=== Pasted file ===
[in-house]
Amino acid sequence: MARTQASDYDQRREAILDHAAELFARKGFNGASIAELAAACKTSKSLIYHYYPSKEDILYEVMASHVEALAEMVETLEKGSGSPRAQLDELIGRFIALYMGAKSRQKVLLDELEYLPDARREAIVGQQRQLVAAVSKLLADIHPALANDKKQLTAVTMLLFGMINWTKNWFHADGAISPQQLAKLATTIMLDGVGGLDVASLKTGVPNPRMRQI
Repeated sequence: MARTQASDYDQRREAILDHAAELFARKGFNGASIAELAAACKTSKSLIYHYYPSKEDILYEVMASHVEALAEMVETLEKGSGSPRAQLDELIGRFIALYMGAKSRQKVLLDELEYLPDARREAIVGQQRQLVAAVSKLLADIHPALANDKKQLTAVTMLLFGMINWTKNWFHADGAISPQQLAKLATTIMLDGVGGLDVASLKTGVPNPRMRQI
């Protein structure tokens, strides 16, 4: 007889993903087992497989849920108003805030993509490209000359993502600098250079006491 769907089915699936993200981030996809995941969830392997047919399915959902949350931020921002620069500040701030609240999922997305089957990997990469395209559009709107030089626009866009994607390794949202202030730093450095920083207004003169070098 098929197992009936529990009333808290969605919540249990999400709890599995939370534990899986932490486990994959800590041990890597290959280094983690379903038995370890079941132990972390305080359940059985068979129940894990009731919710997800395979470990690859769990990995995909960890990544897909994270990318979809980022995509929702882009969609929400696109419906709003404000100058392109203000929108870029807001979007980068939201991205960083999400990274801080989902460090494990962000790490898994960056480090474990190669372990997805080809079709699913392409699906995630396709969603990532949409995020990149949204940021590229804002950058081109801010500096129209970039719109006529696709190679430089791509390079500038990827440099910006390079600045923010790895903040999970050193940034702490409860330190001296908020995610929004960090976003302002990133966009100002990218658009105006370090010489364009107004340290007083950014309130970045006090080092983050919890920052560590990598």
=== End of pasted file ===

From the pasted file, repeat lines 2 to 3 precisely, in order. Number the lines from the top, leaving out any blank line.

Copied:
Amino acid sequence: MARTQASDYDQRREAILDHAAELFARKGFNGASIAELAAACKTSKSLIYHYYPSKEDILYEVMASHVEALAEMVETLEKGSGSPRAQLDELIGRFIALYMGAKSRQKVLLDELEYLPDARREAIVGQQRQLVAAVSKLLADIHPALANDKKQLTAVTMLLFGMINWTKNWFHADGAISPQQLAKLATTIMLDGVGGLDVASLKTGVPNPRMRQI
Repeated sequence: MARTQASDYDQRREAILDHAAELFARKGFNGASIAELAAACKTSKSLIYHYYPSKEDILYEVMASHVEALAEMVETLEKGSGSPRAQLDELIGRFIALYMGAKSRQKVLLDELEYLPDARREAIVGQQRQLVAAVSKLLADIHPALANDKKQLTAVTMLLFGMINWTKNWFHADGAISPQQLAKLATTIMLDGVGGLDVASLKTGVPNPRMRQI